I was a tad artsy/pretentious in college...My BFA Thesis at Cornell was entitled “prosaic; black and white photography” - all lower case jeez. What does this title even mean? Also, what's with the semi-colon! Luckily, my parents were there to celebrate the achievement. Look I couldn't even open my eyes for a photograph (so awk!) - and let's not even address the outfit (I blame you, Ithaca).
My Thesis Exhibition ran from April 20 - 24, 2009 in Olive Tjaden Hall on the Cornell Arts Quad. Accompanying the show is my glorious Artist Statement, enjoy:
My thesis exhibition is an exploitation of the non-editorial content of the Internet. In order to cultivate this notion, I used Google Image Search as an emblematic, all encompassing channel of the Internet, one that provides an enormous breadth of imagery, without modification or bias by an editorial source. I felt that the best way to harness this idea was to type in an imprecise, arbitrary word or phrase and, consequently, utilize whatever images were to come up in that category. In that, I would accept whatever images were given on the first page of the search and consciously exorcize editorial control. It is important to note that the first Google search page provides images, which have been made readily available by a web programmer or by Google due to a site’s increased popularity. I chose the search phrase, “prosaic; black and white photography.” As a result, images, neither prosaic nor of black and white photography arose; in fact, some images are in color, and some surfaced due to a tangential association with the word “prosaic,” ostensibly, within a sentence or essay that such image was attached to. The phrase “prosaic; black and white photography” was consciously used to emphasize the ridiculousness of the Internet as an intellectual source. I chose the broadest phrasing, knowing I would not harness a series of black and white, commonplace images; in fact, I basically acquired an entirely separate categorical range of oddly depicted faces and scenes, some in color and some in black and white. To exacerbate this notion of non-editorial on-line content, I utilized and mimicked the aesthetic and mathematical structure of the page, while keeping the integrity of the images as I originally found them. In order to cultivate any confluence and consistency as the images move from the computer screen to the gallery wall, I blew each image up relative to the size of the original image while keeping all initial ratios intact. Then, I stripped each image to their essential parts to get rid of any resulting pixilation from the size increase. It is important to note that this choice of printing on canvas, and then, ultimately, stretching each image on wood, calls to mind the notion of accepting the Gicléeprint as a valid substitute for the authenticity of a painting. Just as we accept the Google images, which have been forged together due to a marginal, trivial association with the phrase, “prosaic; black and white photography,” the images, now blown up and solarized, are accepted as a cohesive group due to aesthetic similarities. By mechanically separating tonal values through Photoshop’s solarization tool, the images now, only to contain four or five values, will emphasize and exaggerate the Internet’s non-selective openness to experience by detaching pervasive images of the media from any specific location in time and place, and then ultimately grouping those images together. In order to maintain notions of mechanical production, I had to totally remove my own editorial control and opinion, as the artist cannot be present in the work; it must look as though produced by a machine acquiring flat, unalloyed color. Here, a significant relationship to the 1960’s pop art movement exists, as pop artists, such as Andy Warhol and Roy Lichtenstein, created images, which subsisted within an electronic consciousness; images suddenly floated freely in the mind becoming interchangeable parts of the puzzle that made up the reality of the 1960s, a detached, impersonal reality engendered by the implementation of the television and exacerbated by Warhol. Today, the Internet exists as a conduit to mass taste, which is impersonal, detached, phony, and mechanically charged. Like Warhol’s images, as filtered through the indifferent machine-like medium of un-nuanced silk-screening and repetition, my series of images also embodies the condition of being an uninvolved spectator. Within the twenty-one pieces, the aesthetic similarities exist as a mode of repetition, which acts to promote indifference. In order to successfully connect my works with the computer screen image, I maintained some of the original text. To keep the aesthetic integrity of the Google page, the text has been implemented through the use of black and green vinyl stickers, providing a clear reference to the text on the screen, which is unhindered, flowing evenly with the rest of the page. The title of my body of work, “prosaic; black and white photography,” is, in itself, a major conceptual, functional component. In the gallery, the phrase stands on a wall by itself, surrounded by a dulled search box. The title’s placement, like the images, maintains the exact mathematical structure of the original page. By keeping the integrity of the original, my exhibition refers to the computer screen without being entirely explicit, as I did not make any direct reference to Google. Hopefully, my exhibit has conveyed a specific, localized idea that any of my contemporaries can understand; just as the internet is a democratizing forum, accessible to any individual, so too is my work. *****These assertions, were, without a doubt, what I intended to be the effect of this project. However, with careful review of the work, now, functioning within the gallery space, I have changed my view of the works proposed meaning. I believe that from individual piece to individual piece, relationships between those works are formed. I attribute the connections formed within the work, in its entirety, on the solarization. With aesthetic similarities, the pieces now become part of a group, each projecting and reflecting meaning on neighboring pieces. *****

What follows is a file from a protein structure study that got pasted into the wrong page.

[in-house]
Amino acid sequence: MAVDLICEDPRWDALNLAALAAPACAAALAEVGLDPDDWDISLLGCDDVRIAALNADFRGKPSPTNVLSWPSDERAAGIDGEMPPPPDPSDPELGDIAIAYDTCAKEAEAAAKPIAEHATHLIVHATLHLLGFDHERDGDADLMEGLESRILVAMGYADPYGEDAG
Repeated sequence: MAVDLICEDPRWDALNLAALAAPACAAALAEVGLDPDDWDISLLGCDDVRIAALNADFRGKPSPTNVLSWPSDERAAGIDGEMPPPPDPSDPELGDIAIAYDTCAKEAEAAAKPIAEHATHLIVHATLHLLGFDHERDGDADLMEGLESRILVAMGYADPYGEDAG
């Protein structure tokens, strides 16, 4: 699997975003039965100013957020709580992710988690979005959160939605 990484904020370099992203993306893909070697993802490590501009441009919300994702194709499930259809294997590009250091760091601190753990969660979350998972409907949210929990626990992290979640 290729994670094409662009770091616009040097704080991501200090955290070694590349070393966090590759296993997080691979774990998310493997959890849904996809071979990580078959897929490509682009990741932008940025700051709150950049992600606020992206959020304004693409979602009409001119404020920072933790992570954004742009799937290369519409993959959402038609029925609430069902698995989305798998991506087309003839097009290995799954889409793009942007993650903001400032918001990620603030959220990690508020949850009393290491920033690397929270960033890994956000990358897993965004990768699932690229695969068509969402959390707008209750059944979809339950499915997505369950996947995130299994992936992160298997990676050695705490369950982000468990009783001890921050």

- Alix Greenberg, 2009
Note the asterisks - we had to reassess after we saw the works installed. Ok, so I got an A-. Not bad. My parents also helped deinstall the show - check out my dad:
Look! He is so proud and happy here! Also peeling vinyl is really fun.
9 years later - have I shed my artsy airs? My writing has lost its affected quality, giving way to fragmented sentences and one word responses (everyone loves those!). Though I cringe at my 22 year old, artsy self, I think it's kind of cool that “prosaic; black and white photography” predates Instagram. The Thesis is an April 2009 commentary on the non-editorial nature/content of the internet. I wonder what the exhibition would have looked like after October 2010 (that's when Instagram launched)...
Some of my art friends with our parents.
Had to include the below photo too so you can see the invitation to my show - it's Angelina and Brad! I was basic and pretentious - what a duo!